Sunday, August 02, 2015
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Auto body program gets industry certification and new facility

When auto body students at Antelope Valley College enter their newly constructed lab this spring, they will find the latest equipment in the industry as well as the promise of national certification.

AVC has just been certified as an Inter-Industry Conference on Auto Collision Repair (I-CAR) alliance school, which means students successfully completing the program will be able to carry industry certifications, according to instructor Tim Sturm.

Sturm, who carries an I-CAR platinum certification, sought the certification for the college as a way to enhance employability of students.

For the students to get I-CAR certifications through working with auto body shops would cost the students and shop owners hundreds of dollars in time and money.

“Many times auto body programs -- and for that matter automotive technology programs -- tend to serve the hobbyists,” said Maggie Drake, dean of the Technical Education Division, which oversees the auto body program. “However, with the I-CAR certification … we are truly preparing auto body technicians to work at a state-of-the-art level on cars and trucks.”

Sturm can hardly contain his enthusiasm over the new shop, which was paid for by local Measure R bond funds at a cost of $3.3 million.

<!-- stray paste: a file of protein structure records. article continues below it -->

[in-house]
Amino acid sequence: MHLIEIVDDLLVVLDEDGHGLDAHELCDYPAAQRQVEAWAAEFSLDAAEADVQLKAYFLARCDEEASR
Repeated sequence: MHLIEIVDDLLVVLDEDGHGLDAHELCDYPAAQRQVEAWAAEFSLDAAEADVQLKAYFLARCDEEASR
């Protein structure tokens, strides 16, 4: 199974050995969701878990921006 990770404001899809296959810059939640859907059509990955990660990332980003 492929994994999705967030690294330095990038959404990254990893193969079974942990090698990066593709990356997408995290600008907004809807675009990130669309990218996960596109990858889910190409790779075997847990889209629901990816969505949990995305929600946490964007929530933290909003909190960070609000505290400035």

The new 5,460-square-foot facility features two downdraft paint booths, an enclosed paint mixing room, a Pro Spot i4 resistance spot welder, Chief Velocity measuring system, and Chief frame bench.

The Chief Velocity machine is a sophisticated system utilizing lasers to take measurements of a car body in order to restore a vehicle.

“You can actually pull (on the vehicle frame) and watch your computer screen dimensions change,” Sturm said. “Generally speaking, you can have it better than the original manufacturer had it on the specifications.”

Another advantage of the new shop is the ability to educate students in the water-born paint system, which is coming in 2011 as part of new air quality regulations.

Sturm hopes to work with I-CAR and equipment manufacturers such as Chief Automotive Technologies to offer regional training seminars for professionals at AVC.

“I actually think we’re at a cutting edge of what we can offer the industry,” said Sturm. “It’s exciting.”

“I’m just on cloud nine to have the opportunity to actually teach it this way,” he said in reference to the new equipment and updated curriculum. “We’re pretty much getting them taught on what the average shop tech is going to have to know.”